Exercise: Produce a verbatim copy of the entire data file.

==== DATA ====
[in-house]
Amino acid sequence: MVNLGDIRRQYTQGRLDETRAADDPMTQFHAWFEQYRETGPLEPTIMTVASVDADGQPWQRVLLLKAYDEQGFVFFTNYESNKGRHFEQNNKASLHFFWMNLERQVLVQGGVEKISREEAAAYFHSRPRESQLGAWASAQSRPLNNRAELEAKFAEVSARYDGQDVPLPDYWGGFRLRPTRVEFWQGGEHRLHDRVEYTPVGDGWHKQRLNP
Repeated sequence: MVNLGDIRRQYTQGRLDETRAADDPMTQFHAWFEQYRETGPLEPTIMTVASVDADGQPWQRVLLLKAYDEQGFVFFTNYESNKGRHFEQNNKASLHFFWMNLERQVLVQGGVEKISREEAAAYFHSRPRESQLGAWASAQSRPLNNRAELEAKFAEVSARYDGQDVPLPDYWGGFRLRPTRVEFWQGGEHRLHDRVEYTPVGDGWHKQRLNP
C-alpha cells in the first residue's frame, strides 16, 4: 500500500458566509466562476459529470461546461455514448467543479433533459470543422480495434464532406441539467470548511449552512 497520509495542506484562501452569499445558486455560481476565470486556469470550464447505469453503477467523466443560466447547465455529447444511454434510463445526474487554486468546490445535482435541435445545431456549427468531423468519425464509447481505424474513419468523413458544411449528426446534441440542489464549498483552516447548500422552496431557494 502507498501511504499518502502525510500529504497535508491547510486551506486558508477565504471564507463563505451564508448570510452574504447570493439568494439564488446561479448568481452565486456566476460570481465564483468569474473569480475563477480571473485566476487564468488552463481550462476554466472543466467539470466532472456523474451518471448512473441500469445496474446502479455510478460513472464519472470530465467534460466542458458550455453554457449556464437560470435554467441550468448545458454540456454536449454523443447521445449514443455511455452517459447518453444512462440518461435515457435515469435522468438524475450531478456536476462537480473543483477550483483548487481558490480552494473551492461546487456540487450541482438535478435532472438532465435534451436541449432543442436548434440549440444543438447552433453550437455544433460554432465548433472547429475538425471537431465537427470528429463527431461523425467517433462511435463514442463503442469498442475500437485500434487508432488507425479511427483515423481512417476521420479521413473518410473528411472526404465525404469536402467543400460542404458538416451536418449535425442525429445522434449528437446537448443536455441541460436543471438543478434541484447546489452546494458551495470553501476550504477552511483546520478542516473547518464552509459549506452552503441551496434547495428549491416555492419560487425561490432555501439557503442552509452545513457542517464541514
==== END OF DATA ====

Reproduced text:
[in-house]
Amino acid sequence: MVNLGDIRRQYTQGRLDETRAADDPMTQFHAWFEQYRETGPLEPTIMTVASVDADGQPWQRVLLLKAYDEQGFVFFTNYESNKGRHFEQNNKASLHFFWMNLERQVLVQGGVEKISREEAAAYFHSRPRESQLGAWASAQSRPLNNRAELEAKFAEVSARYDGQDVPLPDYWGGFRLRPTRVEFWQGGEHRLHDRVEYTPVGDGWHKQRLNP
Repeated sequence: MVNLGDIRRQYTQGRLDETRAADDPMTQFHAWFEQYRETGPLEPTIMTVASVDADGQPWQRVLLLKAYDEQGFVFFTNYESNKGRHFEQNNKASLHFFWMNLERQVLVQGGVEKISREEAAAYFHSRPRESQLGAWASAQSRPLNNRAELEAKFAEVSARYDGQDVPLPDYWGGFRLRPTRVEFWQGGEHRLHDRVEYTPVGDGWHKQRLNP
C-alpha cells in the first residue's frame, strides 16, 4: 500500500458566509466562476459529470461546461455514448467543479433533459470543422480495434464532406441539467470548511449552512 497520509495542506484562501452569499445558486455560481476565470486556469470550464447505469453503477467523466443560466447547465455529447444511454434510463445526474487554486468546490445535482435541435445545431456549427468531423468519425464509447481505424474513419468523413458544411449528426446534441440542489464549498483552516447548500422552496431557494 502507498501511504499518502502525510500529504497535508491547510486551506486558508477565504471564507463563505451564508448570510452574504447570493439568494439564488446561479448568481452565486456566476460570481465564483468569474473569480475563477480571473485566476487564468488552463481550462476554466472543466467539470466532472456523474451518471448512473441500469445496474446502479455510478460513472464519472470530465467534460466542458458550455453554457449556464437560470435554467441550468448545458454540456454536449454523443447521445449514443455511455452517459447518453444512462440518461435515457435515469435522468438524475450531478456536476462537480473543483477550483483548487481558490480552494473551492461546487456540487450541482438535478435532472438532465435534451436541449432543442436548434440549440444543438447552433453550437455544433460554432465548433472547429475538425471537431465537427470528429463527431461523425467517433462511435463514442463503442469498442475500437485500434487508432488507425479511427483515423481512417476521420479521413473518410473528411472526404465525404469536402467543400460542404458538416451536418449535425442525429445522434449528437446537448443536455441541460436543471438543478434541484447546489452546494458551495470553501476550504477552511483546520478542516473547518464552509459549506452552503441551496434547495428549491416555492419560487425561490432555501439557503442552509452545513457542517464541514